A restructuring practitioner can be appointed only if the debtor is not already illiquid or overindebted. Once the debtor is required to file an insolvency application, the court will terminate the restructuring case ex officio in accordance with section 33 (2) No. 1 StaRUG. Imminent debtor illiquidity does not preclude appointment of a restructuring practitioner.
The restructuring practitioner appointed by the competent restructuring court (section 34 et seq. StaRUG) must be
- suitable in respect of the individual case,
- independent of the creditors and the debtor,
- a tax advisor, certified public accountant or lawyer experienced in restructuring and insolvency matters,
- or other comparably qualified natural person,
- chosen from among all those persons willing to undertake the office.
A restructuring practitioner appointed ex officio (a required restructuring practitioner) is appointed to protect creditors and facilitates successful restructuring. Under section 73 (1) No. 1 StaRUG, a restructuring practitioner must be appointed if the restructuring plan will modify or suspend the rights of creditors who are not able to represent their interests themselves (e.g. consumers, SMEs). This does not apply to creditors in the financial sector in the broader sense (section 73 (2) sentences 2-4 StaRUG).
A required restructuring practitioner must also be appointed
- if the debtor has made an application under section 49 StaRUG for an order prohibiting enforcement or realisation addressed to essentially all creditors (section 73 (1) No. 2 StaRUG) or
- fulfilment of claims to which creditors are entitled is to be monitored (section 73 (1) No. 3 StaRUG).
Before making the appointment, the court must conduct an assessment of proportionality (section 73 (1) section 2 StaRUG).
A required restructuring practitioner will also be appointed if there are indications that the restructuring objective can be achieved only against the wishes of holders of restructuring claims or entitlements to separate satisfaction (for the legal definitions of these terms see section 2 (1) StaRUG) and confirmation of the plan would only be possible by means of a cross-class cram-down under section 26 StaRUG with the stringent requirements that that entails (section 73 (2) sentence 1 StaRUG).
Under section 73 (3) StaRUG, a required restructuring practitioner can also be appointed as an expert; here his or her role is particularly to assess on behalf of the court whether the requirements for confirmation of the restructuring plan are met (section 63 et seq. StaRUG) and whether the planned compensation for modification of rights is reasonable.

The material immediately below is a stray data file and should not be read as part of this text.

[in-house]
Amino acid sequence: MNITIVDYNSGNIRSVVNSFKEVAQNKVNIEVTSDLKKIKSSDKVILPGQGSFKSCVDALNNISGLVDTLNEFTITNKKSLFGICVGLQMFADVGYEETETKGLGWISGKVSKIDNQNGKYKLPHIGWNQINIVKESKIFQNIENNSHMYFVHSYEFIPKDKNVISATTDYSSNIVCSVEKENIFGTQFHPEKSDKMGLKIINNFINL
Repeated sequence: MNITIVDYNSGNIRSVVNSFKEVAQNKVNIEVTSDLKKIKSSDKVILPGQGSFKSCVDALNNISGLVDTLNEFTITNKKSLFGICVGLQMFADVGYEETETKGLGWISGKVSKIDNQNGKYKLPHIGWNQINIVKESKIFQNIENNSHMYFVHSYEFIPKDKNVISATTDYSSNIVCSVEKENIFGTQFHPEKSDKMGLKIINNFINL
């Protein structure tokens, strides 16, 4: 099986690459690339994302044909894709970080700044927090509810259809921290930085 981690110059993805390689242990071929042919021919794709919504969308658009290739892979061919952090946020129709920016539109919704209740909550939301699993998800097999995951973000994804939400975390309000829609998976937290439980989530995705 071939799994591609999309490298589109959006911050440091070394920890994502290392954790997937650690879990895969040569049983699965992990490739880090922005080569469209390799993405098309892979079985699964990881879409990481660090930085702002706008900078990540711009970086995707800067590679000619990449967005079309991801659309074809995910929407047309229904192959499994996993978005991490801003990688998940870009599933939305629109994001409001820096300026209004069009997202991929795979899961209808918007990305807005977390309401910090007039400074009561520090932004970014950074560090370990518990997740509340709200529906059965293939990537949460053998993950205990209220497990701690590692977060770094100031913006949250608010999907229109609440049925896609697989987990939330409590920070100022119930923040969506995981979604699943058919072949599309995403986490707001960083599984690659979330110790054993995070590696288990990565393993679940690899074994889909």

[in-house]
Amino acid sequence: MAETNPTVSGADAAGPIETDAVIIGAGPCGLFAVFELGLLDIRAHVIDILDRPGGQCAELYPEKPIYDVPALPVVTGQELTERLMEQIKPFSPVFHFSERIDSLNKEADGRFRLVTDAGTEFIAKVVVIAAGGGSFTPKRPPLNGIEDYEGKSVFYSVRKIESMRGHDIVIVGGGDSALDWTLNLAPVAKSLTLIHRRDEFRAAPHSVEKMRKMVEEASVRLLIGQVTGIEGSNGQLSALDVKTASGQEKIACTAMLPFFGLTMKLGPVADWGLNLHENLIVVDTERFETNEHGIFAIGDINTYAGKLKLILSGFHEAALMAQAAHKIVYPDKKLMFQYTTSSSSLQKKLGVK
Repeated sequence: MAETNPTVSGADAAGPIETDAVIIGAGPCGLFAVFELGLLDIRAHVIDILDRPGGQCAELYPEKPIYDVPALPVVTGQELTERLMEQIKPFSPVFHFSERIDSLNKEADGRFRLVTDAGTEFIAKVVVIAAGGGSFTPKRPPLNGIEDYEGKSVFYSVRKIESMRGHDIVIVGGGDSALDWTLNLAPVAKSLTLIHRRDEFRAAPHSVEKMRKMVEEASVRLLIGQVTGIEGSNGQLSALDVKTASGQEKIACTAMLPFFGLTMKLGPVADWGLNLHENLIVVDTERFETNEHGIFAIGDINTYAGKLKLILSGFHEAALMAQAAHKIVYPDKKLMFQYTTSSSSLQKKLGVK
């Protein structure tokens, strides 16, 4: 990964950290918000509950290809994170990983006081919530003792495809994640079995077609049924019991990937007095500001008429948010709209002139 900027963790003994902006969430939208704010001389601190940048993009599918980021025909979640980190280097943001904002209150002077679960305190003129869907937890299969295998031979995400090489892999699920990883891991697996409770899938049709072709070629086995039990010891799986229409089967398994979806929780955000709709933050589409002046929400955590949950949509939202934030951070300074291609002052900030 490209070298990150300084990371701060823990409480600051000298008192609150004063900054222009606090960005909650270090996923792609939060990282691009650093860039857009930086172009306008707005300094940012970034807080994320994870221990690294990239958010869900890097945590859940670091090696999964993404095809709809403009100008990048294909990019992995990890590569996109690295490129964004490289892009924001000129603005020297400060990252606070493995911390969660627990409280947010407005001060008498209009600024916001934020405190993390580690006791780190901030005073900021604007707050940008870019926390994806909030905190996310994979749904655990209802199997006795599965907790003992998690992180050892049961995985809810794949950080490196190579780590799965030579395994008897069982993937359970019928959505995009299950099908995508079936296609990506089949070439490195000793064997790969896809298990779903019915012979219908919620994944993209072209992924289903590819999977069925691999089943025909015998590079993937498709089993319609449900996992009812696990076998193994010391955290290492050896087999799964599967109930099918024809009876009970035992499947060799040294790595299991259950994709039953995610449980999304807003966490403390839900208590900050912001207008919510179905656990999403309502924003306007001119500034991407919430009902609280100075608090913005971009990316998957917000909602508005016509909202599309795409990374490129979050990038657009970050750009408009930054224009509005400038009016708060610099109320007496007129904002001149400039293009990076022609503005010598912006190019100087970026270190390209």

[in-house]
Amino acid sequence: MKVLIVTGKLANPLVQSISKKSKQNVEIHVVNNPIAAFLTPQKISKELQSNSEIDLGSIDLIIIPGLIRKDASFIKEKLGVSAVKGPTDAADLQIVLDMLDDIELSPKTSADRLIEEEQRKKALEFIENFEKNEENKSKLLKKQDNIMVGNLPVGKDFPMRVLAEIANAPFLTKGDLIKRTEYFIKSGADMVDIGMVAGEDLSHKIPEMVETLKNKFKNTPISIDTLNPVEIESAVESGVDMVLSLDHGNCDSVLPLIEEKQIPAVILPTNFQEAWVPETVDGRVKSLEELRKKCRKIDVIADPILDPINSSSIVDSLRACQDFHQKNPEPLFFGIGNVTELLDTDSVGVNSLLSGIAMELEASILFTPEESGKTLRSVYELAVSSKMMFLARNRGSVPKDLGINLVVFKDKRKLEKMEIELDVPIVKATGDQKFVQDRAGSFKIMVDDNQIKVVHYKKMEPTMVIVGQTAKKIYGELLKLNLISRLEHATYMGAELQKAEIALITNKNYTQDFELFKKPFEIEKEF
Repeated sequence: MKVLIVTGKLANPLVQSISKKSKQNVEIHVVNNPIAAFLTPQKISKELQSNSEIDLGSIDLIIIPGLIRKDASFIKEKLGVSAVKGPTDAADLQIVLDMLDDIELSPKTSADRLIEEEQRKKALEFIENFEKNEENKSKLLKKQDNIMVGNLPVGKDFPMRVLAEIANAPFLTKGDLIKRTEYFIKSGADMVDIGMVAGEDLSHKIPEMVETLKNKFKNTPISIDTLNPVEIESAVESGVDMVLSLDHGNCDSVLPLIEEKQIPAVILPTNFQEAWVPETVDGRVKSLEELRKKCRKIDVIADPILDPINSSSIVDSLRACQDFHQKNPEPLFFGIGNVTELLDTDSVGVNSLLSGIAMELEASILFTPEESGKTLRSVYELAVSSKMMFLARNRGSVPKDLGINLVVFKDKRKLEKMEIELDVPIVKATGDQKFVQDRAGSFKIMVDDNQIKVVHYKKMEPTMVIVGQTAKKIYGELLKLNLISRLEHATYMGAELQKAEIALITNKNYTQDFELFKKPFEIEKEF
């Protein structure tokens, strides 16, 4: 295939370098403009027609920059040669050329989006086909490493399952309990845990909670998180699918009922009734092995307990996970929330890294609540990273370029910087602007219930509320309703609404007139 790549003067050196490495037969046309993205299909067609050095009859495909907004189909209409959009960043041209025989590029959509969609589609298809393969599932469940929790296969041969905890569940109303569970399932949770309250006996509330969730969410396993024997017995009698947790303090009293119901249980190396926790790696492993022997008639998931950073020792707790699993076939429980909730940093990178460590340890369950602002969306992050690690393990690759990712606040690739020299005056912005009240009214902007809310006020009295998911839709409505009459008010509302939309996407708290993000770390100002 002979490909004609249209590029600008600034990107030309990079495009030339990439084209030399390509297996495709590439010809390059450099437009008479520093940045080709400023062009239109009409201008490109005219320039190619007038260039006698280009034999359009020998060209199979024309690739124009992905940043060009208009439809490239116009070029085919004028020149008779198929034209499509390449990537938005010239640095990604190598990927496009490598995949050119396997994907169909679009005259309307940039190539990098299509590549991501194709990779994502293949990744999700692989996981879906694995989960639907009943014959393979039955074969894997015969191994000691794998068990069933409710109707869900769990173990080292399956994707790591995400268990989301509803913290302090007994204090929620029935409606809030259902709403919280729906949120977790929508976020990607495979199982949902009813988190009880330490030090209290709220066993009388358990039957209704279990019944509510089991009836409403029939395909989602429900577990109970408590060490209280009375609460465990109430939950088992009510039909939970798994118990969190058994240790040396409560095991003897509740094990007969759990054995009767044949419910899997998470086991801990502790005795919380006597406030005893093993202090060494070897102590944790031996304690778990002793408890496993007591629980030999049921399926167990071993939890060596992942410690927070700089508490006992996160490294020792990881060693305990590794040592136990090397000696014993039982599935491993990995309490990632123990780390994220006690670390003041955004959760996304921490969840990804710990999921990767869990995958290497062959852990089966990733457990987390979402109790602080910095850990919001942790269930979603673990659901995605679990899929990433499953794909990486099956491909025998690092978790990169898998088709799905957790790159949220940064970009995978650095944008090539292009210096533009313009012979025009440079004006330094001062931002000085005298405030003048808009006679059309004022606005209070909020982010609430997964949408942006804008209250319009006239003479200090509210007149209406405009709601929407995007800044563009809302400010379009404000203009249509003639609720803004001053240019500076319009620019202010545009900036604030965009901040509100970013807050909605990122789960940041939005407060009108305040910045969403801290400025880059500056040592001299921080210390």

Under section 74 (2) sentence 1 StaRUG, the debtor, the creditors and the persons holding an interest in the debtor may propose a restructuring practitioner to the court. Such proposal does not in itself mean that the person is not independent.
The debtor’s proposal has binding effect if it presents a substantiated statement in accordance with section 74 (2) sentence 2 StaRUG and the person proposed is not clearly unsuitable. Under section 74 (2) sentence 3 StaRUG, creditors whose legal status will be modified by the restructuring plan (parties affected by the plan) may also make a proposal.
If the court accepts a binding proposal, under section 73 (3) StaRUG a “special practitioner” may be appointed and assigned all the duties of the first restructuring practitioner except the managerial function.
Under section 76 StaRUG, the duties of the required practitioner are as follows:
- Duty to notify the restructuring court (subsection (1)) of circumstances justifying termination of the restructuring case pursuant to section 33 StaRUG (such as an application for commencement of insolvency proceedings)
- If the practitioner was appointed to protect creditors, a managerial function (subsection (2)) regarding voting on the restructuring plan; verification of claims and clarification regarding voting rights (No. 1)
- Review the debtor's economic position and monitor its management (No. 2a) if he or she has been specifically assigned the power to do so; accept and make payments (No. 2b)
- If a stabilisation order (section 49 StaRUG) has been issued, the duty to review on an ongoing basis whether the requirements for the order continue to exist and whether there are grounds for terminating it (subsection (3) No. 1) and to assert such grounds (subsection (3) No. 2)
- Act in a supporting function for the court by commenting on the declaration pursuant to section 14 (1) StaRUG (subsection (4)) and carrying out service of documents (subsection (6))